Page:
Yes, the Way is Narrow! P2

Matthew 7:13-20

What is the price for choosing the wrong, or big gate? How can you help motivate others not to make that big mistake?

The illustration of trees and fruit is the quintessential proof text of whom you are, where you came from, and what you have, or can become. You have the choice to live out Galatians 5:19-21 or Galatians 5: 22-23.

The choice is yours; the fruit is to be made by you through the Holy Spirit.

The key is to receive and work it out (Phil. 2:12-13). You can be a good tree or a bad one. You can produce fruit to nourish and impact others, or give out your rotten fruit to discourage and repulse all those who are brought to you by God. Faith that is professed may be good, but until it moves your will and feet it is no good to God or those around you!

Today, it is no different. We still need to be “set straight” because of so much false, bad, shallow and lazy teaching in the church. Churches often add in what is not there, and lead people far away from the simple, yet profound teachings of our Lord. Leaders tell us to carry what we do not need, or cut essential aspects from the Gospel, as if it were a buffet.

Added to this, we have so many false religions, cults, lifestyles, and ways of living, we can be overwhelmed and confused. The price for choosing the wrong, or big gate is the ultimate cost of eternal consequences and despair. Do not cheat yourself, and exchange what seems easy and fun for ultimate loneliness and desolation.

In what ways is the Christian life hard?

“Difficult” is the Christian way. To teach that it is easy is true on the surface; however, it minimizes who and what Christ did and the price He paid (Acts 14:21-22). It also minimizes the realization of how much you have been forgiven, and how much sin corrupts and destroys. We will go though difficulties and sufferings, but these cannot distract us; rather, we need to see the hope and glory we have to come.

“Fruits,” is an illustration of good and valuable food such as barley, figs, and pomegranates, versus what is worthless and harmful to the harvesters, such as thorns or thistles (Isa. 5:2-6; 27:6; Hos.10: 1-13; 14:7-8; Prov. 11:30-31). This, in the O.T., refers to being obedient to God in order to receive His blessings. Now, it is more of a mirror to our character, to who we are, or can be in Christ (Gal. 5:18-23).

Do not focus on your situation, but on Christ.

The Christian life requires surrender of our Will, as in self-denial and obedience to Him (Rom. 6:3-7; 17-22). Few people desire to be convicted or challenged from their thinking and comfort zones. They see this as confining, or bigoted. What needs to take place, besides the work of the Spirit, to make this happen? In so doing, will it change our behavior, which is the main theme of chapters 5, 6, and 7 (Matt. 28:19-20)?

What is the price for choosing the wrong, or big gate? How can you help motivate others not to make that big mistake?

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Yes, the Way is Narrow! P1

Matthew 7:13-20 P1

Why is it appealing to be open-minded to the point that everything is acceptable and permissible as long as no one is hurt? How does this philosophy destroy?

We live in an age where all ways and religions are accepted as equally valid and good. We are told that we, those who believe in ‘true Truth,’ are narrow minded and bigoted if we suggest anything else. However, political correctness aside, there is only One Way, and it is both the hardest way, and the easiest. Hard, because it cost our Lord so much; hard, because it requires us to surrender our Will; hard, because it is so easy, we think we do not need it. Jesus is the One and only Way, the gate that is narrow, the Way that is difficult, and to say otherwise neutralizes the Majesty and holiness of Jesus, His teaching, and it cheapens His Gospel (Matthew 7:13-20).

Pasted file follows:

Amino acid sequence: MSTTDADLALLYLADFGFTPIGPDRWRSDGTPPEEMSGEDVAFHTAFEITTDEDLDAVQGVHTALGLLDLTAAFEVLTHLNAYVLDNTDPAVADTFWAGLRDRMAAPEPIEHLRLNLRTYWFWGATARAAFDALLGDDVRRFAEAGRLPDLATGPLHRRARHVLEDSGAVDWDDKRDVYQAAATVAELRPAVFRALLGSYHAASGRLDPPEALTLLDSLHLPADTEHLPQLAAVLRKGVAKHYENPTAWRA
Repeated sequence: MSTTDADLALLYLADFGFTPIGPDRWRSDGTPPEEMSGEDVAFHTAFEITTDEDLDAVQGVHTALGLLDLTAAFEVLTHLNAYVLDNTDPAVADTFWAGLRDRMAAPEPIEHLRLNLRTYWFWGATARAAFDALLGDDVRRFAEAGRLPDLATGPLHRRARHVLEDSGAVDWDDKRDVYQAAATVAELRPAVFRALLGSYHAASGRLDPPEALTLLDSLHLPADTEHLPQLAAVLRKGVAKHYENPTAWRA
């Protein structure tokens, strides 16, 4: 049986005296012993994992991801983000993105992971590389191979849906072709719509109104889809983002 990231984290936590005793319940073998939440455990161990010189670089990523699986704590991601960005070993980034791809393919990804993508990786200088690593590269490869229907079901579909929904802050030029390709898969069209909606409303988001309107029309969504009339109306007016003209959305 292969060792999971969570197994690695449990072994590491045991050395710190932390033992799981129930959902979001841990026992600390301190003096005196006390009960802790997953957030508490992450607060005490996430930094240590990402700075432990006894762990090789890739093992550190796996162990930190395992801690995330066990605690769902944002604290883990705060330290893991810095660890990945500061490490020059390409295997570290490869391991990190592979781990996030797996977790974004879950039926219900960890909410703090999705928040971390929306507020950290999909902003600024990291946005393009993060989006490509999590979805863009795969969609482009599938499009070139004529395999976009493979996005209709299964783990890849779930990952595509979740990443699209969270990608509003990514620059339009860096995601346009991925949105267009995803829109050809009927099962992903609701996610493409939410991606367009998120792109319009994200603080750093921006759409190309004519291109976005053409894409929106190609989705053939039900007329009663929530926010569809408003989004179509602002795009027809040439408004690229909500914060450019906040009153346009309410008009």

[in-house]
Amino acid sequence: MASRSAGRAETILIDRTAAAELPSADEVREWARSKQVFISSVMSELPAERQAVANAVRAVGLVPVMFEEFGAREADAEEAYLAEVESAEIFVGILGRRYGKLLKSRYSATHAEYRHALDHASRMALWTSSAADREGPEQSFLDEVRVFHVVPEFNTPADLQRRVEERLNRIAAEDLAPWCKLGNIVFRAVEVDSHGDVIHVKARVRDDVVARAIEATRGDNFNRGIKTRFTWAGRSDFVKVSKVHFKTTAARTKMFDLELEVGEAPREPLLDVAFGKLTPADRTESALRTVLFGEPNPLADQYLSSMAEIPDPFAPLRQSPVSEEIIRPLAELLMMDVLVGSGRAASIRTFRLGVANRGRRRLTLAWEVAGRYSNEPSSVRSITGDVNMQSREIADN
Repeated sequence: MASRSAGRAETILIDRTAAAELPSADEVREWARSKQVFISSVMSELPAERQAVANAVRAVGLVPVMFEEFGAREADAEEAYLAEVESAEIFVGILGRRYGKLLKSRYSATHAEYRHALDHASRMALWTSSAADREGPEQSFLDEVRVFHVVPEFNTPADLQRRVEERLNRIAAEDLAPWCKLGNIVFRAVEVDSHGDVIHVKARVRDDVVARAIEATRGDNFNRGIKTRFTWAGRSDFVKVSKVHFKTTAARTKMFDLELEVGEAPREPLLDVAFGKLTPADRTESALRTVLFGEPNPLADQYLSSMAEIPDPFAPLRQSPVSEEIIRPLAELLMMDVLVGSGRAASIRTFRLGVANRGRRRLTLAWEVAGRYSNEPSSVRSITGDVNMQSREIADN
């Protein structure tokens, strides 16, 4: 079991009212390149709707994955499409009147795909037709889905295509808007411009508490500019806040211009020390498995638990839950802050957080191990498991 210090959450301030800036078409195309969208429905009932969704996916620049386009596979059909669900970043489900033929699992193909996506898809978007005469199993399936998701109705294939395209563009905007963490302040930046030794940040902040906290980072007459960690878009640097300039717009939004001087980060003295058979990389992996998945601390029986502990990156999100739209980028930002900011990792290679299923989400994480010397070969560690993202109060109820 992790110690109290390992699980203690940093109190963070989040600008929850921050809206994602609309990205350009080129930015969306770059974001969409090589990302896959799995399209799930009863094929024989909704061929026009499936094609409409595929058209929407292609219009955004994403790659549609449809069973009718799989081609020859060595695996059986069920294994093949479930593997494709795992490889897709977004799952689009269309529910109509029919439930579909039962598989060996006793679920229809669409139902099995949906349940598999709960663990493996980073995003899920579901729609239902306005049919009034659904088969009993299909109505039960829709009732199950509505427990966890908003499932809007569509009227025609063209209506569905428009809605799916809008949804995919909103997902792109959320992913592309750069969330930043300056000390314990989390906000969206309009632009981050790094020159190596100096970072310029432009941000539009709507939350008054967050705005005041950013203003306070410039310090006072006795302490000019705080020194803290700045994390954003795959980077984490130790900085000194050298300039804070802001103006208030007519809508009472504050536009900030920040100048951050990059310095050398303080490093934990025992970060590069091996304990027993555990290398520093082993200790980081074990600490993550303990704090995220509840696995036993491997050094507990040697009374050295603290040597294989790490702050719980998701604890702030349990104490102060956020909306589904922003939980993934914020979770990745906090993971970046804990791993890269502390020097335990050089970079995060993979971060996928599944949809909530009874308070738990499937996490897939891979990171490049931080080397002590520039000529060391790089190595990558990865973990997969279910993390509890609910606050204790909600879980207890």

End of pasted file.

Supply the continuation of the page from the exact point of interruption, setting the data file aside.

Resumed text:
“Narrow gate” comes to us from Jesus using the illustration of two gates is from Ezra, and would be familiar to all first century Jews, as that passage is about coming back from captivity to rebuild the temple and the wall (Ezra 4). One leads to Life (water, food); the other, death (waste and dung).

The “wide gate” represents the beginning of the life of destruction as what is seemingly free and open, as it allows us to believe whatever we want. It does not require our Will, because our Will becomes the controlling factor. Materialism, hatred, refusing to forgive, prejudice and the rest of the rotten fruits will take hold and glue us to that destructive lifestyle, then rationalize it as good. It seems the easy path, but will soon be more difficult and destructive that we could have thought (2 Thess. 1:7-9; Rev. 20:15; 21:8).

The “narrow gate” represents the beginning to the “Way” that leads to life (Matt. 14:6; 16:24; 25:46; John 10:1-18).

The narrowness is not determined by God’s anger or callousness, rather by our free Will and sin that rebels (Matt. 6:14-20), so He has to chase after us. Many still refuse His Grace (Matt. 22:14).

Even though the Way is simple in concept, people, since the early Apostles and Judaizers (Jews who kept the Law, especially circumcision, while believing in Jesus), tried to add extra burdens on the Gospel of Grace. From circumcision to the scores of false teachers, Paul and Barnabas were plagued with this until Peter, through the Holy Spirit, set them straight (Acts 10-15).

The Christian life requires surrender of our Will, as in self-denial and obedience to Him (Rom. 6:3-7; 17-22).

Few people desire to be convicted or challenged in their thinking or comfort zone, which they see as confining or bigoted. It will change our behavior, which is the main theme of chapters 5, 6, and 7 (Matt. 28:19-20).